A number of the city's leading architects speculated on lots for themselves and their clients along Bay State Road, endowing the neighborhood with a gently artistic flavor. Arthur Little, who in 1890 designed 2 Raleigh Street for himself, was an early Colonial Revival architect who spent his holidays sketching colonial houses and acquiring remnants from those being demolished. The local press hailed 2 Raleigh Street as “being constructed of material taken from a number of old Colonial houses . . . 200 years old, the whole forming a most unique and artistic combination” (Salzman, Buildings and Builders, p. 159). The entrance facade shows a prominent asymmetry and unexpected shifts of floor heights, which read as the reverse-image of the Little-designed town house opposite at 1 Raleigh Street.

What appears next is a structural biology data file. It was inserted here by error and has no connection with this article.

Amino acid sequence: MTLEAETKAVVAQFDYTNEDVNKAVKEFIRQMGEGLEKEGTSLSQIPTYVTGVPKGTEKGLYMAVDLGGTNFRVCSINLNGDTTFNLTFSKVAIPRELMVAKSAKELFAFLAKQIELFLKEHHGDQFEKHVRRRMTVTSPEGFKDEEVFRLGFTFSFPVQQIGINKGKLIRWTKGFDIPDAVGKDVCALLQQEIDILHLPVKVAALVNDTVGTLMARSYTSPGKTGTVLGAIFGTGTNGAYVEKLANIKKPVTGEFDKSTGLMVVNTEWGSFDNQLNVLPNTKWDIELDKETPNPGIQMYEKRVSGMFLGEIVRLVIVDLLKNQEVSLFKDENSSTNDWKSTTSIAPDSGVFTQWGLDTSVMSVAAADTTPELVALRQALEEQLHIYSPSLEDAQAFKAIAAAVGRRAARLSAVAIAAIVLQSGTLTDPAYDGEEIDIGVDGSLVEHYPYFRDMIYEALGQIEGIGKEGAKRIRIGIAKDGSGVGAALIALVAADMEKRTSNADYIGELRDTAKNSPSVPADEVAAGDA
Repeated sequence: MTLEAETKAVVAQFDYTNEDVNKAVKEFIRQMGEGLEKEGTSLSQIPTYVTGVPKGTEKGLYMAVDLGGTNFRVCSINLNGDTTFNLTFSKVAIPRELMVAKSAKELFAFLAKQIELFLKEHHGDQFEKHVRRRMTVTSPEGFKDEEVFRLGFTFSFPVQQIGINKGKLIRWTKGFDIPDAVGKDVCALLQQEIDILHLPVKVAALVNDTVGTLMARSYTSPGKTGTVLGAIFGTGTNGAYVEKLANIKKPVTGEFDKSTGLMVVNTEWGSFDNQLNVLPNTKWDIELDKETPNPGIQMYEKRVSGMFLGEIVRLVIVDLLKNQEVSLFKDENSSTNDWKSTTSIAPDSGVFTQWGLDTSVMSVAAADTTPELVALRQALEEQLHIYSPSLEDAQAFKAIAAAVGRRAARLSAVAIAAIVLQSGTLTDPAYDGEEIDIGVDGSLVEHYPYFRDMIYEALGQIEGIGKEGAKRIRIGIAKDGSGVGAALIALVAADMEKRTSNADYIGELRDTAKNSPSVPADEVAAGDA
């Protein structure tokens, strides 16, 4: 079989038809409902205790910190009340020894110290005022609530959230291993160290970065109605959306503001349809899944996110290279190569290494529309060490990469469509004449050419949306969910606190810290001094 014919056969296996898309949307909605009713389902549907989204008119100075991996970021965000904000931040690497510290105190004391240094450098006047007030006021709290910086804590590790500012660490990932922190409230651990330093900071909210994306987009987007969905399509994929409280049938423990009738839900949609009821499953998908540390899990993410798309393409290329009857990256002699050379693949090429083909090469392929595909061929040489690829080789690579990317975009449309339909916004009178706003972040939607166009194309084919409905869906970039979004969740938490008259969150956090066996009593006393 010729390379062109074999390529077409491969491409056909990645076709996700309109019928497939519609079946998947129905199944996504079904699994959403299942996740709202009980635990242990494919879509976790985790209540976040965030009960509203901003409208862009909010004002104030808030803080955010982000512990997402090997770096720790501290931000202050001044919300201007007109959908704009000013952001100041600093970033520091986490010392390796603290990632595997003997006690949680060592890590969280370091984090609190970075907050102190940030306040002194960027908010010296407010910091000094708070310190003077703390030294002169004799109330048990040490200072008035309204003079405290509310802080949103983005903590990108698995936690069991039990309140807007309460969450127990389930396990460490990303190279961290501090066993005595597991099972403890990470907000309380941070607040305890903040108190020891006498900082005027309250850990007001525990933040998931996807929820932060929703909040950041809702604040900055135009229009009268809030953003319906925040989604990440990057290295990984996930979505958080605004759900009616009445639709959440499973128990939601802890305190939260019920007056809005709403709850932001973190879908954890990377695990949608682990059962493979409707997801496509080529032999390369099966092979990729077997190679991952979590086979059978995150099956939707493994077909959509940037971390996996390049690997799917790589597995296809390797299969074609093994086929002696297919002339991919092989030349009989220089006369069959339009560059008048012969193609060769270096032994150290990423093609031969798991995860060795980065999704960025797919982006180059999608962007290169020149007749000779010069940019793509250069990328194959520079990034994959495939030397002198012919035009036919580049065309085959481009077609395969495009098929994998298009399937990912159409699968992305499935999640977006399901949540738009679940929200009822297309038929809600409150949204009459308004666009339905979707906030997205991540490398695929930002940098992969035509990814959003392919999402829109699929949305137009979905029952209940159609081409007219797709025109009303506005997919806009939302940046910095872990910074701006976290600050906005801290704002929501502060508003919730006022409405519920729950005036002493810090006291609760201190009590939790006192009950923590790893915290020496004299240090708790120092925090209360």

City Architect Edmund March Wheelwright decided in 1893 to settle in this new district at 59–61 Bay State Road, next door to Arthur Little. With a double house, Wheelwright could give the impression of a grand single residence while deriving income from his twin unit. The red brick, symmetrical, bowfront facade is an excellent example of the revival of the Federal style with ornamentation reminiscent of Charles Bulfinch's Third Harrison Gray Otis house (BH13; 1805–1806) at 45 Beacon Street.